British Columbia, Canada
The following excerpt is from Pressler v. Lethbridge, 1997 CanLII 2131 (BC SC):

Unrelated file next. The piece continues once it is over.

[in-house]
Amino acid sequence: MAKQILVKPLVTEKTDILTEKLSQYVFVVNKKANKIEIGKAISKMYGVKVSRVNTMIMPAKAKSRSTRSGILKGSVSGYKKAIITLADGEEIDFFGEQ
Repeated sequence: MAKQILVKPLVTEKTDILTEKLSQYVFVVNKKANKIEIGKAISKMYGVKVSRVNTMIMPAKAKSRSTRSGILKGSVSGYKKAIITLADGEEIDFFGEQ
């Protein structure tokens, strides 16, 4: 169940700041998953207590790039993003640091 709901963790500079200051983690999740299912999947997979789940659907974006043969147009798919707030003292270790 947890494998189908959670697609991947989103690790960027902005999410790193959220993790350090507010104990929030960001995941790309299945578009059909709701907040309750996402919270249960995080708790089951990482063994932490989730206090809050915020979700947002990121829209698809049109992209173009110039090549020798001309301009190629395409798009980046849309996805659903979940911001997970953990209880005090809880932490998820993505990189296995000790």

In that case, a private plaintiff was defamed by a media defendant. The court restricted the application of New York Times v. Sullivan, supra and held that the rule formulated in that case did not apply to private individuals involved in a matter of public interest. The court did find for the defendants on the matter of damages in holding that presumed or punitive damages could no longer be awarded against a media defendant without proof of falsity or reckless disregard for the truth. The defendants propose that this court should similarly amend the law of defamation in Canada, to place the burden on the plaintiffs to prove, at a minimum, negligence on the part of media defendants. They propose that as against media defendants defamation actions should not be supportable without a finding of fault. Otherwise, media defendants will be unduly stifled as defamatory statements made by them will be presumed to be false and freedom of speech will be impaired. The defendants characterize the "liability without fault" aspect of our defamation law as a "major flaw" and argue that the tort concept of negligence must be imported into our defamation law to remedy this.